Casas de Santa Fe | Connecting to the Inner Self: A Conversation with Shamanic Teacher Luisa Kolker
282
post-template-default,single,single-post,postid-282,single-format-standard,qode-quick-links-1.0,ajax_fade,page_not_loaded,,vertical_menu_enabled,qode-title-hidden,qode_grid_1300,side_area_uncovered_from_content,qode-content-sidebar-responsive,qode-theme-ver-11.2,qode-theme-bridge,wpb-js-composer js-comp-ver-5.2.1,vc_responsive

Connecting to the Inner Self: A Conversation with Shamanic Teacher Luisa Kolker

An Interview with Luisa Kolker

It is no secret many soul searchers have found an oasis in Santa Fe, discovering a sacred place where the self is free to explore nature’s role as both master and muse. But what is it about this particular environment that is so amenable to personal transformation and growth?

Apart from the splendor of the landscape and the rich, cultural history, one can easily see why the city has developed such a reputation by simply getting to know the people who call Santa Fe home. We had the privilege of speaking with Luisa Kolker, a longtime Santa Fe resident who is a licensed psychotherapist and shamanic practitioner, about how one can embark on a journey of self-exploration. Luisa teaches others how to listen to their inner voice and to become more attuned to the energies of the natural world.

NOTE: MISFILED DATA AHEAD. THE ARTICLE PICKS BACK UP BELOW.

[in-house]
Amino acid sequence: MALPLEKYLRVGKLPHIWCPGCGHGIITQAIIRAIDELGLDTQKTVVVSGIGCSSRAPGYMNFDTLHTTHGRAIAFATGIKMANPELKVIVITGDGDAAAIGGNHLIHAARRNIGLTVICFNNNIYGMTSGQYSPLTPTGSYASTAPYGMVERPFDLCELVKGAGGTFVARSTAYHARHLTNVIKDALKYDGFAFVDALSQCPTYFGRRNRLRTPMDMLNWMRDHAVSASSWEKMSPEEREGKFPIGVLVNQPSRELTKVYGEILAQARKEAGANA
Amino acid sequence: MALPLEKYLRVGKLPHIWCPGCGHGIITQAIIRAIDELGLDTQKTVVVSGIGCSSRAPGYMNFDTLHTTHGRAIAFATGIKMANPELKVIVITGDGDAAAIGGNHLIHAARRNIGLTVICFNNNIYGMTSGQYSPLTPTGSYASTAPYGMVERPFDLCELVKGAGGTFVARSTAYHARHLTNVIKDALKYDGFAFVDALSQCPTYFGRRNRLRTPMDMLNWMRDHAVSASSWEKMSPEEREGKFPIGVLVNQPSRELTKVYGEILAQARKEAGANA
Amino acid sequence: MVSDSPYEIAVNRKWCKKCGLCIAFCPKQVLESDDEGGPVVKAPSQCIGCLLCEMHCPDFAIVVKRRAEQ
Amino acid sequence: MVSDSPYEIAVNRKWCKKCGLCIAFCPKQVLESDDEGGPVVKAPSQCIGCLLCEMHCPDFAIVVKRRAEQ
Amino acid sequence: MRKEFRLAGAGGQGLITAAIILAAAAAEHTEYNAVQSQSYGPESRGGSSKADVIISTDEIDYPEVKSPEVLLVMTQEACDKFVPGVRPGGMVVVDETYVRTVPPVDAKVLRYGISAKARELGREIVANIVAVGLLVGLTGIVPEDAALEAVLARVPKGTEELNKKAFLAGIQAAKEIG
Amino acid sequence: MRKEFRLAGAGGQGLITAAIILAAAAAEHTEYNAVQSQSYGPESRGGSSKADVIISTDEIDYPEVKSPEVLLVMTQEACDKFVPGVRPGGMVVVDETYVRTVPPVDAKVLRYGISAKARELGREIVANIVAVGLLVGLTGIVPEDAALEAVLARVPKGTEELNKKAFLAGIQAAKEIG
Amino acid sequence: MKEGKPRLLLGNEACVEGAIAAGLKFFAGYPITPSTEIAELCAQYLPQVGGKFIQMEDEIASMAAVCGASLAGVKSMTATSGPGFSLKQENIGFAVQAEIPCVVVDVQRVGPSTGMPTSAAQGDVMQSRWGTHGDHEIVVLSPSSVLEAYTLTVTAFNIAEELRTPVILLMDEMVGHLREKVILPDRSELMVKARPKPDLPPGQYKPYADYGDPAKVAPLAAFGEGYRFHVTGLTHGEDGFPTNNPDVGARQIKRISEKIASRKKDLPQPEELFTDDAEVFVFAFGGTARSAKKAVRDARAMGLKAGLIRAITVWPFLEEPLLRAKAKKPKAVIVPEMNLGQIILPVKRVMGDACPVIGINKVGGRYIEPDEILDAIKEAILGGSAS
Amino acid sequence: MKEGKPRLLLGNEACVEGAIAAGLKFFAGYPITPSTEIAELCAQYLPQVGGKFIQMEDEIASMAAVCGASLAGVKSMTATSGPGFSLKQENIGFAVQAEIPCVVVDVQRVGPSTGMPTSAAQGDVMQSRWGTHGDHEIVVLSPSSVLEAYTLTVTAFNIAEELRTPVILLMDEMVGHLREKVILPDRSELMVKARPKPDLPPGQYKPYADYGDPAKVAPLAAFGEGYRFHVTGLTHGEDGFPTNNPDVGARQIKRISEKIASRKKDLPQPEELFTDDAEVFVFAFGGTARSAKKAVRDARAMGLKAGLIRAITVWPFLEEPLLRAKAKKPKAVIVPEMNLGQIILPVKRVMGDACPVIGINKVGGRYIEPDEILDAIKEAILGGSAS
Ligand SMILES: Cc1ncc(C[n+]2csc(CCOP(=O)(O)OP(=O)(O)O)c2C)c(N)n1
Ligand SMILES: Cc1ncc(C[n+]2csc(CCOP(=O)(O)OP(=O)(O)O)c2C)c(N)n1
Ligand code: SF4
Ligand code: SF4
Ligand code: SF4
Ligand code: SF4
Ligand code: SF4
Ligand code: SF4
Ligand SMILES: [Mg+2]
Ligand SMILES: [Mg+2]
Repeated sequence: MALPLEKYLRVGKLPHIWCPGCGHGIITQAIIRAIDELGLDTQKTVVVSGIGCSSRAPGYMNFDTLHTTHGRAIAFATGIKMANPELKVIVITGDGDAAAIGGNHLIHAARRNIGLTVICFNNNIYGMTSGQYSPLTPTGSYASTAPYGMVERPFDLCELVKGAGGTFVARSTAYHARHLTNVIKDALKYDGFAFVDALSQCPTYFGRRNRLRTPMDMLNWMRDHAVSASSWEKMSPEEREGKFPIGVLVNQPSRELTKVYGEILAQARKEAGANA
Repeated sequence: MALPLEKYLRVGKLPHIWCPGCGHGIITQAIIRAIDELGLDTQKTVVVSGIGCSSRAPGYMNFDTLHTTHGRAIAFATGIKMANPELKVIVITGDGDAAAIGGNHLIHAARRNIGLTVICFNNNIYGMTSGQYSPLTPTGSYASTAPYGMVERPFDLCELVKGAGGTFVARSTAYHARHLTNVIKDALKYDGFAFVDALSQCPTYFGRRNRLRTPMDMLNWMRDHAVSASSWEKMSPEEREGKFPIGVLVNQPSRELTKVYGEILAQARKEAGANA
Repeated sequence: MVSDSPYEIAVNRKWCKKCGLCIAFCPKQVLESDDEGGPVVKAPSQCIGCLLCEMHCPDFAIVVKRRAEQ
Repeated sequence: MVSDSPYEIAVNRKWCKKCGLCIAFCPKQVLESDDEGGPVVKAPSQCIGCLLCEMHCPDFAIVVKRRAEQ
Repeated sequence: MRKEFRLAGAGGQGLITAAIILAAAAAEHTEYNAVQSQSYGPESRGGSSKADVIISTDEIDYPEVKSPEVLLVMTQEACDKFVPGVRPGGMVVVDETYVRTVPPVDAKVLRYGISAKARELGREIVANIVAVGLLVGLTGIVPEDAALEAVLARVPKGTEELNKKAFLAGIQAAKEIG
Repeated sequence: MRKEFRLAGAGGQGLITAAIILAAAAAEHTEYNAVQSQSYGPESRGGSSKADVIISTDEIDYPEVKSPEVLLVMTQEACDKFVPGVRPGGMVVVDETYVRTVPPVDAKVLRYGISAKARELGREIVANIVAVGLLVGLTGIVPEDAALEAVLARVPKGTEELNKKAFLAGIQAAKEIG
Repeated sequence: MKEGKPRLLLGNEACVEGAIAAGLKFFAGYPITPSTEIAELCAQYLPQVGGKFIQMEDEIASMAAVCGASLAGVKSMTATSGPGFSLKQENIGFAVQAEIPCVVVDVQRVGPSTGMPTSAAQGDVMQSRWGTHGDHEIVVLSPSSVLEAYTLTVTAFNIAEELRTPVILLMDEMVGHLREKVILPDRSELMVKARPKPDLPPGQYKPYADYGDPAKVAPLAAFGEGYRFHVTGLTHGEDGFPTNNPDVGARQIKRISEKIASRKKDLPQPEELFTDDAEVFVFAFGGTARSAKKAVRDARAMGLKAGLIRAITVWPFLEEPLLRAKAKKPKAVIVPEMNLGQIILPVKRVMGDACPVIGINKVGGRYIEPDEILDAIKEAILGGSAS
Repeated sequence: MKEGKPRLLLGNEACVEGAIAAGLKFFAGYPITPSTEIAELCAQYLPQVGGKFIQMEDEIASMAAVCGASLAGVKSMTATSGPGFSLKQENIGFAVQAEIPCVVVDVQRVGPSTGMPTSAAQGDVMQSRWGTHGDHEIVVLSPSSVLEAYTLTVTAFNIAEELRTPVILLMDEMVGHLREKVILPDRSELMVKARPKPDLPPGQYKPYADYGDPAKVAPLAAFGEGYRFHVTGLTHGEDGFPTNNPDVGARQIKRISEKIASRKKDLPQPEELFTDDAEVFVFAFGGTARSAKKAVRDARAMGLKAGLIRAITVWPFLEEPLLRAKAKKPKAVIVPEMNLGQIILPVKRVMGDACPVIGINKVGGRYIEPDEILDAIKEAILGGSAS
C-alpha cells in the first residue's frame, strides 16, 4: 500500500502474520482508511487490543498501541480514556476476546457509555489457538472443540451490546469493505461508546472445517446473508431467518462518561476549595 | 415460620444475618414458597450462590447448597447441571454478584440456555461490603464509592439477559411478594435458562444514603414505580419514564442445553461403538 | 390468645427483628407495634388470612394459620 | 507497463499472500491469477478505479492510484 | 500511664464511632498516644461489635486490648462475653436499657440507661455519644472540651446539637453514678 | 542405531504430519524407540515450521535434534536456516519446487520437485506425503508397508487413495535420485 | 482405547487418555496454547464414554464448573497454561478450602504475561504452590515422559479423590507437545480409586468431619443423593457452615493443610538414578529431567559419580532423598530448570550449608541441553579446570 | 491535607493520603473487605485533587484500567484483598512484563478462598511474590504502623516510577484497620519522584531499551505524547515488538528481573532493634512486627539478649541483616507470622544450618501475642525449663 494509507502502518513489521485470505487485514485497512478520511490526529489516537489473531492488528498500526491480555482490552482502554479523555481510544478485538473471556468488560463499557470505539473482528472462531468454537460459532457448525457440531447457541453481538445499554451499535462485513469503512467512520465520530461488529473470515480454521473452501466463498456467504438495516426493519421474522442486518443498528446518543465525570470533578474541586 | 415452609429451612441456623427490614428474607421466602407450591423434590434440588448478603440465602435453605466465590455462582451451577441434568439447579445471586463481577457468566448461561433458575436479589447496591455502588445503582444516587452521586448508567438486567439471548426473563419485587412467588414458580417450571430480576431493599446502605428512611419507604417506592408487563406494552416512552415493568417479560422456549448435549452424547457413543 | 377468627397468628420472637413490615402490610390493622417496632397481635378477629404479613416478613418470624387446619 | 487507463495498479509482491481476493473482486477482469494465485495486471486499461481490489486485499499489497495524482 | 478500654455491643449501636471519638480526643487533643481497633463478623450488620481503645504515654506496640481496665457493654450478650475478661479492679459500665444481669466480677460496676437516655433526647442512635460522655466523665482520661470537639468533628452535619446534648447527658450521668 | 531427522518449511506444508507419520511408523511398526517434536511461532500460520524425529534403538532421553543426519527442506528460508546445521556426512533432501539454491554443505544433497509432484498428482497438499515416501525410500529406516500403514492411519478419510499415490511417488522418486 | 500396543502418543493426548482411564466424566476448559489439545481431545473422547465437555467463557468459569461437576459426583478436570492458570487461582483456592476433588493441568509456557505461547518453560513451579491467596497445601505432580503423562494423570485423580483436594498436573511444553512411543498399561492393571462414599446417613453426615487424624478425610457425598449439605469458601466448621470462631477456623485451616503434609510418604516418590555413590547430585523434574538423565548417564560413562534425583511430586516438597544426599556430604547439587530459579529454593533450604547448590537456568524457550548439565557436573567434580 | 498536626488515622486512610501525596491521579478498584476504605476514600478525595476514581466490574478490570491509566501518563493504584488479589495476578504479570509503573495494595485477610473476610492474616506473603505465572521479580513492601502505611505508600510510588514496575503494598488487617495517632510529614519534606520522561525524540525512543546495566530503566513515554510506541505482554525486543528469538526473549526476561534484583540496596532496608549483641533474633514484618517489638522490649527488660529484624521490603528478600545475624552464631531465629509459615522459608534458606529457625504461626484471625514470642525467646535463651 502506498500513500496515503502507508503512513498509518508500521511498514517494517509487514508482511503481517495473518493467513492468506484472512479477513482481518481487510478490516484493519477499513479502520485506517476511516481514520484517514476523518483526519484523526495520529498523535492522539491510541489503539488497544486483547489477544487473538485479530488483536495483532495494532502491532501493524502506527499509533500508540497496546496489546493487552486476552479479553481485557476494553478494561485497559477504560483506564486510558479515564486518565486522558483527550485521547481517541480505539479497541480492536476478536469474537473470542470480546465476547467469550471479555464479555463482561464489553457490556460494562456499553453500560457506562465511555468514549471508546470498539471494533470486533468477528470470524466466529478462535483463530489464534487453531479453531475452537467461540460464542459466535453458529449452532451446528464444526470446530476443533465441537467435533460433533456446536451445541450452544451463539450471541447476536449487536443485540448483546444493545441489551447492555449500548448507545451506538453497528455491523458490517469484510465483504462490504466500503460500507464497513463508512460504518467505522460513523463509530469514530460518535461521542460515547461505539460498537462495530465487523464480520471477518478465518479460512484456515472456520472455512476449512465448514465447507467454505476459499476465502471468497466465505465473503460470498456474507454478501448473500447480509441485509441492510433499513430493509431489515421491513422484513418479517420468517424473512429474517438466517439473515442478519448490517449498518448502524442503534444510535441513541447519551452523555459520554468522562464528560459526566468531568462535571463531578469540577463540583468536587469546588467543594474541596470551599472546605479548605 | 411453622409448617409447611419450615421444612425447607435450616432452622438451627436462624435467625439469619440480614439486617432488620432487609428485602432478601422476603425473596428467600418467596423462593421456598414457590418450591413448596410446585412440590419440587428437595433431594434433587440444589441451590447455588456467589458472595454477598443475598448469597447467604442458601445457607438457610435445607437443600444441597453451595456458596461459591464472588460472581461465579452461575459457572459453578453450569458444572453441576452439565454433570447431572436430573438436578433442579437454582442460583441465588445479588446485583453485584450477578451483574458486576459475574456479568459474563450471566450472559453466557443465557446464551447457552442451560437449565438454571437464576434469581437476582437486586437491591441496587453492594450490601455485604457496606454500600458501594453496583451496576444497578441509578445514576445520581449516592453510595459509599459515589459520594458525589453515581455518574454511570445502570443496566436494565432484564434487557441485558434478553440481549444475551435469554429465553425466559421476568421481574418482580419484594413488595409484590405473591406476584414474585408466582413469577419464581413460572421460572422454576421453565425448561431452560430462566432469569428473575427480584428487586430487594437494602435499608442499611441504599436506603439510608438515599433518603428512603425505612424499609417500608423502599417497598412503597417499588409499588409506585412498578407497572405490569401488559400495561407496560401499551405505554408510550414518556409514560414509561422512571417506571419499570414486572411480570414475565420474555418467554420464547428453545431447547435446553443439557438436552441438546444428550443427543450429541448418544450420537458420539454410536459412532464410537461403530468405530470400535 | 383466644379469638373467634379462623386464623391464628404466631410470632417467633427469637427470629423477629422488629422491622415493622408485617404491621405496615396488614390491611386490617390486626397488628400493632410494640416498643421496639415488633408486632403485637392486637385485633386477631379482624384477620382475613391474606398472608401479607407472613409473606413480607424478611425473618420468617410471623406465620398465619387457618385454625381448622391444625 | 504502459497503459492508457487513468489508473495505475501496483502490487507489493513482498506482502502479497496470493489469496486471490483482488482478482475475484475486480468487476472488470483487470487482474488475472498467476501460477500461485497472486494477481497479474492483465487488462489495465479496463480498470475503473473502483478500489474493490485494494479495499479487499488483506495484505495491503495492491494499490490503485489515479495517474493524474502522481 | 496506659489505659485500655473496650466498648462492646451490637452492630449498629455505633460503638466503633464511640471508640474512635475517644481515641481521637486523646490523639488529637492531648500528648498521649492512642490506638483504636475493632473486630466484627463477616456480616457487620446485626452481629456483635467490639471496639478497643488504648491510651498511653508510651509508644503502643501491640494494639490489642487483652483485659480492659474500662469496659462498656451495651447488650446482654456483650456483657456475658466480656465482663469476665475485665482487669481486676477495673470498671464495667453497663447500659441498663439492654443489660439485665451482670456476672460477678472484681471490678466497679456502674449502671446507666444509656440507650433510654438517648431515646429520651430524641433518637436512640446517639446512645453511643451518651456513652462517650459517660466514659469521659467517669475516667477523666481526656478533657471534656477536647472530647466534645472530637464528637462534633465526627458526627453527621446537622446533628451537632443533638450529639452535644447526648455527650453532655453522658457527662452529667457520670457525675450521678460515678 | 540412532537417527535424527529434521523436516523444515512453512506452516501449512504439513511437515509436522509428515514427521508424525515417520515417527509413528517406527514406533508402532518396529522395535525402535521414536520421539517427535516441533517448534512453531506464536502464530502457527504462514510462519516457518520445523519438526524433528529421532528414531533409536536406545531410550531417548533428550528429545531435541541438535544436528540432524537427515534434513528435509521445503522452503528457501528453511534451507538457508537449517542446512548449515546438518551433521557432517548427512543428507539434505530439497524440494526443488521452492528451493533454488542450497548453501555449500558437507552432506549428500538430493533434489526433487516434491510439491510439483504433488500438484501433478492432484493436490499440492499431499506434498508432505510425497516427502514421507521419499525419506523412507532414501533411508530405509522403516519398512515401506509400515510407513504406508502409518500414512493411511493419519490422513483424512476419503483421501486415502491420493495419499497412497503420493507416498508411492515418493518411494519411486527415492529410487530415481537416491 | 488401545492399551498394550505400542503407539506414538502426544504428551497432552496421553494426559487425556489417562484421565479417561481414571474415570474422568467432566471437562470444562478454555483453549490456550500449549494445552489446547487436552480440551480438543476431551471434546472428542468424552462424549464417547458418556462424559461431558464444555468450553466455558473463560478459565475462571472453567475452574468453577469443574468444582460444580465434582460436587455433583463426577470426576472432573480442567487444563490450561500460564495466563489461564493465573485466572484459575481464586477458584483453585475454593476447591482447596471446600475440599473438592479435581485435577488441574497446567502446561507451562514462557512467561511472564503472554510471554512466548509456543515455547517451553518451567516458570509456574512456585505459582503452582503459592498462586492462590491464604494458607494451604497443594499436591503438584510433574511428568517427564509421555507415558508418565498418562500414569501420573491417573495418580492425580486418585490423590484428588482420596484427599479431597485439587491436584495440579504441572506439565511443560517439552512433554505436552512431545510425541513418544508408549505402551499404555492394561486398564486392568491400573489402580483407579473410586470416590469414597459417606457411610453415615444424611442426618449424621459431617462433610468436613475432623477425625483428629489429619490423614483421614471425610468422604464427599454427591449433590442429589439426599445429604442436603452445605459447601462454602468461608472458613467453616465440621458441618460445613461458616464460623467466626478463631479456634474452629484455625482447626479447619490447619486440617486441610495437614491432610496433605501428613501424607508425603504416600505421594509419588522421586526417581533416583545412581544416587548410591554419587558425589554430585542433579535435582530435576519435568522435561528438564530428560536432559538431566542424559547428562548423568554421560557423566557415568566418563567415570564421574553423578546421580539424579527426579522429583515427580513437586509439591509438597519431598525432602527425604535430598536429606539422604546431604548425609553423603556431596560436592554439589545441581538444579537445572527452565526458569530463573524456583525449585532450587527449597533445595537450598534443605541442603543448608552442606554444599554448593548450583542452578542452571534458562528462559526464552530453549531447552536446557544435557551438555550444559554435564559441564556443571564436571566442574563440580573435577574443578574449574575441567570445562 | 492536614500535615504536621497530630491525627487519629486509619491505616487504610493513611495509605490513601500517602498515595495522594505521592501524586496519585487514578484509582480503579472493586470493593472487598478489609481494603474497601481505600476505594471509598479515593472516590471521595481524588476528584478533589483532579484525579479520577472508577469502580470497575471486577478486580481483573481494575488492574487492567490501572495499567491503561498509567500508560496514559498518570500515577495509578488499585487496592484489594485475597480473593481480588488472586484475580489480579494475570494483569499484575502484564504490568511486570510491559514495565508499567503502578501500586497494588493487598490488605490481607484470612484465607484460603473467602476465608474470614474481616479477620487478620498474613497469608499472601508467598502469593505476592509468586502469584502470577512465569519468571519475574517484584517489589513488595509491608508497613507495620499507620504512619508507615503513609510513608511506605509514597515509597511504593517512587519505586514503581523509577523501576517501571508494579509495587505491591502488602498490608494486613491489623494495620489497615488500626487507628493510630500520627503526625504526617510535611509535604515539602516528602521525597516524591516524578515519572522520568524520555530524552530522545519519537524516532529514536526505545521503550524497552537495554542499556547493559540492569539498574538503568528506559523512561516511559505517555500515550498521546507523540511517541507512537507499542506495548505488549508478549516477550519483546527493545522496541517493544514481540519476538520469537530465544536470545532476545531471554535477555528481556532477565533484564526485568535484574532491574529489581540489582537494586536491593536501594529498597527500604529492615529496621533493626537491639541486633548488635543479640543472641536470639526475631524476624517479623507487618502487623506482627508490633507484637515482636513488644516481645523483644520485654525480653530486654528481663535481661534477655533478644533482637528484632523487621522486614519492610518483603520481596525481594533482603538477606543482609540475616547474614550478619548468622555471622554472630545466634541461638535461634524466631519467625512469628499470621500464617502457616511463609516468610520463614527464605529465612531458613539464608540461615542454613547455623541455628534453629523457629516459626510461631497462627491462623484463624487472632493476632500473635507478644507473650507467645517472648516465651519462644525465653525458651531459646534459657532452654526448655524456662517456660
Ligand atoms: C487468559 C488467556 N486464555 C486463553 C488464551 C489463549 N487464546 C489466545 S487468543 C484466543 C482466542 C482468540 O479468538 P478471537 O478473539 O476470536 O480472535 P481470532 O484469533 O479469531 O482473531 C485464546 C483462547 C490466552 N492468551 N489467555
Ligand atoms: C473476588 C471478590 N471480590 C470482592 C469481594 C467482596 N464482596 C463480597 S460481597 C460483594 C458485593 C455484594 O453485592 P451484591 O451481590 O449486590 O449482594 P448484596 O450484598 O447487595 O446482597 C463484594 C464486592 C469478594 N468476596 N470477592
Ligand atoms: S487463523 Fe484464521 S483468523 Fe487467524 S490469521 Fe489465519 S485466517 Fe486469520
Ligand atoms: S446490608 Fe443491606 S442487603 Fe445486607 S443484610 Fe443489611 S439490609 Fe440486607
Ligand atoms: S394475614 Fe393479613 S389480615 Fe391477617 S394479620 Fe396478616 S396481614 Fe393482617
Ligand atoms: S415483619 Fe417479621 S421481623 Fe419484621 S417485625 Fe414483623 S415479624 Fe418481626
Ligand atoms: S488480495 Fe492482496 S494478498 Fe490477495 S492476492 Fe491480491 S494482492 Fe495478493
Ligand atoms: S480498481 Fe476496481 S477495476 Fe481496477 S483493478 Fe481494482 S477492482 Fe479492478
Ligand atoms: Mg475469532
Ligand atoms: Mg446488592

You come from a family with an illustrious background in medicine and healing. Your father was a physician and a psychiatrist. Your maternal grandmother was the first female physician in Central America. Your great-grandmother was a curandera (a traditional healer) in Nicaragua. It seems as though your destiny was predetermined from birth! But the path you’ve taken is hardly conventional.

Kolker: As a young person, I had a lot of anxiety and self-doubt. I looked to the world of the spirit for assistance with my emotional torment because as well meaning as the adults in my life were, no one had any solutions.

I began to build a connection with the nonphysical world of the spirit. One of the essential turning points for me was in my mid twenties, during an emotionally tough time in my life. I realized if I did not do something courageous and outside of my comfort zone I would not forgive myself when I was older. I made the decision to leave my unhappy work life in Washington DC and traveled to Spain and Morocco on a quest to make my life bigger.